F.1.  Organization of surveys at different border points 

7.55.            Airports The observation of travel flows through airports and their corresponding characteristics and expenditures should be relatively straightforward as the flows are clearly defined (various types of administrative records should be available from the airlines, customs control and  airport administration) and travellers have time to answer (either upon departure, after checking in and before boarding; or upon arrival, after disembarking and before leaving the terminal). This makes it possible to interview them at the end of their trip and observe the corresponding expenditures. In some cases, it might also be possible to distribute questionnaires on board the aircraft, before arrival or just after take-off, provided that the airlines cooperate. 

7.56.            In the case of airports, the statistical design should take into account the information provided by the airlines on anticipated flights, their origin or destination and their capacity and expected number of passengers. On such a basis, and with some assumptions on the proportion of passengers residing abroad or in the country of reference, it is possible to define a sample. For a given flight, some countries might decide to survey all passengers, whereas others prefer selecting respondents, on a quota basis or systematically, or even allow the interviewers to select the persons they interview. For the sake of completeness and accuracy, it is preferable to interview all persons of a selected flight. Quotas, usually based on country of residence, provide skewed results, as the country of residence is not a good explanatory variable of expenditure, if not associated with others, such as duration of stay or purpose of trip. In the case of interviewers selecting informants, the skewing of the results can be all the greater. An additional difficulty may reside in interviewers who do not have access to airline lounges for the conduct of surveys and can only access potential respondents at departure gates. It is suspected that those who use the services of airline lounges have significantly different expenditure patterns from those who do not have access to the lounges, possibly resulting in a  serious bias for the estimates.[1] 

7.57.            Land borders (road) The situation at land borders (road) is very different from that previously described for airports since, frequently, the flows of persons over the border are not well known, either because there is no control at all, such as in the case of countries in the Schengen area, or because control is limited to a certain subset of flows (as in the case of bilateral agreements that facilitate the movements of persons living near the border post) or even because it is impossible for the border control authority to control all border-crossings, legal or illegal. Therefore, it is good practice to measure the flows of persons over the border and to qualify them subsequently as either “visitors” or “other categories of persons travelling”. Such measurement might be done automatically with counting devices that capture vehicles (private cars, buses or trucks), to which an average number of passengers can be imputed, as well as capture their licence plates, from which the country of residence of passengers in private cars can be derived. In the case of buses, a list of passengers and their nationalities is available in most countries.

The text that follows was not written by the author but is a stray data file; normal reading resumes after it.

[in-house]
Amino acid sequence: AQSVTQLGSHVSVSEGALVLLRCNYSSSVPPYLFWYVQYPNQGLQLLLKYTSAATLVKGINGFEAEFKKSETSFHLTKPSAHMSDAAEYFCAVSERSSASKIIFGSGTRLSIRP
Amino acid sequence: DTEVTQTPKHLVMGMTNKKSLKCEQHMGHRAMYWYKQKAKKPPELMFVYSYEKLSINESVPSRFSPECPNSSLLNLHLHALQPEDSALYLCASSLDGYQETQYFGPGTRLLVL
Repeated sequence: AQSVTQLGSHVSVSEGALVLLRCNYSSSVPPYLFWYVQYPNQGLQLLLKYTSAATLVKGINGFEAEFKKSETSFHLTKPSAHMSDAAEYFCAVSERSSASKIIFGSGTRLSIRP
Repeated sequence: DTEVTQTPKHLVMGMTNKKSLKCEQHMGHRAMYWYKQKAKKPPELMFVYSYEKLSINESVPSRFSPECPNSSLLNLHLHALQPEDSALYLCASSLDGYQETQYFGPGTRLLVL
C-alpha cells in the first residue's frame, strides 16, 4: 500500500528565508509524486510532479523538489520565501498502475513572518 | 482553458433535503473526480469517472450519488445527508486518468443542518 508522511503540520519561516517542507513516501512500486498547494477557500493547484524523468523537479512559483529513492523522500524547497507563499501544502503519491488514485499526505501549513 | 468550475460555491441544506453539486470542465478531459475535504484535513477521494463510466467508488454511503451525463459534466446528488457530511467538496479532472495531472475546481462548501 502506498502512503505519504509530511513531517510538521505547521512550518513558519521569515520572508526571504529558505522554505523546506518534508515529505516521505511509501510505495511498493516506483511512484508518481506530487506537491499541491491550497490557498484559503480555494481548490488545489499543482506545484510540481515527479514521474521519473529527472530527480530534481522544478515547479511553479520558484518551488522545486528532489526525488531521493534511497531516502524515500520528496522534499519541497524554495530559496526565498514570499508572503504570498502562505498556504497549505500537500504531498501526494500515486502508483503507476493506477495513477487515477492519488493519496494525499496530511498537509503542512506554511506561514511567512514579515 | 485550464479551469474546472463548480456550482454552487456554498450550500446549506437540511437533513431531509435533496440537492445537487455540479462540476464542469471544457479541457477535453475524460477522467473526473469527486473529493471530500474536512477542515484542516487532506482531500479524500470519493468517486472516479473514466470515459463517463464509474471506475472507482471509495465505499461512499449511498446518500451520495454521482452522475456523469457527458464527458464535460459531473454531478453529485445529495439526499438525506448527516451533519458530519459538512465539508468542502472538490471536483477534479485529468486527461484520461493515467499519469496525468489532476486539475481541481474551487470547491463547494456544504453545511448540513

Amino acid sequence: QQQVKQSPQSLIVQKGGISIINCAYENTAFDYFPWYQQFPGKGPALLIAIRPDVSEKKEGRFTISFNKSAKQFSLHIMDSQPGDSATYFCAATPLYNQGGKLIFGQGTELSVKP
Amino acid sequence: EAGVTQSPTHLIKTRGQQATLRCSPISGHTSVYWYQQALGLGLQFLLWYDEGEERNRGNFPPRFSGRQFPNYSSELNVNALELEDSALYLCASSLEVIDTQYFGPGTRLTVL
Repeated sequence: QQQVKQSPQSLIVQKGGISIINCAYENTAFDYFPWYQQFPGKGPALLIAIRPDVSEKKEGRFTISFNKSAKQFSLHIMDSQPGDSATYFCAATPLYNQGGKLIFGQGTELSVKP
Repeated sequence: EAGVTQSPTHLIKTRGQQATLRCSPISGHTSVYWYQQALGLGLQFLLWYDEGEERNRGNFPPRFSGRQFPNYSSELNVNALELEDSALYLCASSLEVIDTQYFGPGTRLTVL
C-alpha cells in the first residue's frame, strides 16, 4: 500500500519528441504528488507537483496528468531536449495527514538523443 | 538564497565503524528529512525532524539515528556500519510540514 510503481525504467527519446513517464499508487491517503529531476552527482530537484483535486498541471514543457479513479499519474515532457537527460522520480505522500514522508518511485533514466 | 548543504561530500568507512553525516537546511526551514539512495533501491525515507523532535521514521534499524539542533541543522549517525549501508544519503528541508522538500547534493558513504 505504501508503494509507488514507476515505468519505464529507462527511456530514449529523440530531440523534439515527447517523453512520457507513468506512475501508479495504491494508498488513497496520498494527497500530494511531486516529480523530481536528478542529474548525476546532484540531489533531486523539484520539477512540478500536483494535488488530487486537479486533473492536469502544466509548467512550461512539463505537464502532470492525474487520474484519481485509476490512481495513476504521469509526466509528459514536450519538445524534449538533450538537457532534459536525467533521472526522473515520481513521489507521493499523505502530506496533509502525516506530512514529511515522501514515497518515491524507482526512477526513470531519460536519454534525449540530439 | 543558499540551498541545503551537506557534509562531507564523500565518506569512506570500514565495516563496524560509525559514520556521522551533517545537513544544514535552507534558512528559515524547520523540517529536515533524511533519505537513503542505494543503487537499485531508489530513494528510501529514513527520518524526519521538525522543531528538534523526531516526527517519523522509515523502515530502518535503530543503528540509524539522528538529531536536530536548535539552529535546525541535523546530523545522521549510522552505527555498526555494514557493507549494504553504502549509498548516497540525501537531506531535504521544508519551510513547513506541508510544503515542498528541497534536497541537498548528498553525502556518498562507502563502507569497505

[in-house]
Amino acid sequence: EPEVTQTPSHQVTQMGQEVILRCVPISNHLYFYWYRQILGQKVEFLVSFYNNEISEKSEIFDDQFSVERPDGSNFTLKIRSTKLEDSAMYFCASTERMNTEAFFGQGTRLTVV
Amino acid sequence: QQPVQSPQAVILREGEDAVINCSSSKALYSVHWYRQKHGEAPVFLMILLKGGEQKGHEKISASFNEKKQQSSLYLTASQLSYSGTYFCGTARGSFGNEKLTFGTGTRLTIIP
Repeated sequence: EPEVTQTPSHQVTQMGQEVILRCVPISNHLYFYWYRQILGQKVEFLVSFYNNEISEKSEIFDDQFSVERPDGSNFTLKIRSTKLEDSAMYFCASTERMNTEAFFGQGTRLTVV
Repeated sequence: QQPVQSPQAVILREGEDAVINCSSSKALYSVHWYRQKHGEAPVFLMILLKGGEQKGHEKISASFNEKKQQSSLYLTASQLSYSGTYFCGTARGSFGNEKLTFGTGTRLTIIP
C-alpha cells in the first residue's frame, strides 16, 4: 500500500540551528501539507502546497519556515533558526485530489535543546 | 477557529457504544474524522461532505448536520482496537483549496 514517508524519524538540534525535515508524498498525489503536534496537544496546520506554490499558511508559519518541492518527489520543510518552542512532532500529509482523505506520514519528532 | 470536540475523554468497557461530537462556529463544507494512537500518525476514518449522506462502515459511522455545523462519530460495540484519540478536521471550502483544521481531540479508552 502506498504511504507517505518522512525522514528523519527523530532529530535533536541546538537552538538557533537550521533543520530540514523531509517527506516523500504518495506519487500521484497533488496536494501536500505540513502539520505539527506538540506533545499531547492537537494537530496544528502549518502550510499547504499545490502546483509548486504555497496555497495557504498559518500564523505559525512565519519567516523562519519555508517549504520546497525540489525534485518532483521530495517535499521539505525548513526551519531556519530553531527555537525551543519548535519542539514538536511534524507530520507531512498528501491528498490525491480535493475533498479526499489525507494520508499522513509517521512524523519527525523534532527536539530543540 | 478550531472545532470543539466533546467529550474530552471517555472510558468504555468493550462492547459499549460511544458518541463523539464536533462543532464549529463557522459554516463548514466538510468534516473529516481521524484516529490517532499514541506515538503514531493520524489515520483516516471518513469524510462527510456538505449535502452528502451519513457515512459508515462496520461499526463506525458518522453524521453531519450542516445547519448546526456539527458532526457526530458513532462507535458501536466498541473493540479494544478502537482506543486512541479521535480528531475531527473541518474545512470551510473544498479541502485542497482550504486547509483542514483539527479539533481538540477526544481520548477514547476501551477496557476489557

7.58.            Land borders (railways)  In the case of land borders crossed on international railways, the case is similar to that of airports. The railway companies should be able to provide the number of passengers and, in some instances, such rough characteristics as a breakdown of passengers into first and second class. A sample could be designed on the basis, for example, of persons seated in a given part of the train, mirroring the design of the satisfaction surveys used by railway companies. 

7.59.            Cruise ships  For some countries, such as those in the Caribbean, persons arriving aboard a cruise ship represent a very significant share of total arrivals and travel expenditure. The number of passengers aboard and their characteristics in terms of residence are known, as well as the characteristics of the crew. In the case of cruise ships, ferries, yachts and all types of recreational vessels, the captain is usually requested to provide the port authority with a list of passengers and crew on board (a manifest), indicating name, surname, nationality, passport number and any additional information that authorities might decide to request. Expenditures in the country visited occur when cruise passengers disembark, although they might also purchase packages on board to visit places of interest. Cruise ships necessarily use specific moorings, and embarking and disembarking are controlled by customs officers. It is good practice to apply a simplified questionnaire, either to all passengers or to a sample, in order to collect information on their expenditure.


Next: F.2. Border surveys and number of mode 4 trips or persons


[1] Note that many mode 4 persons transit through airport lounges.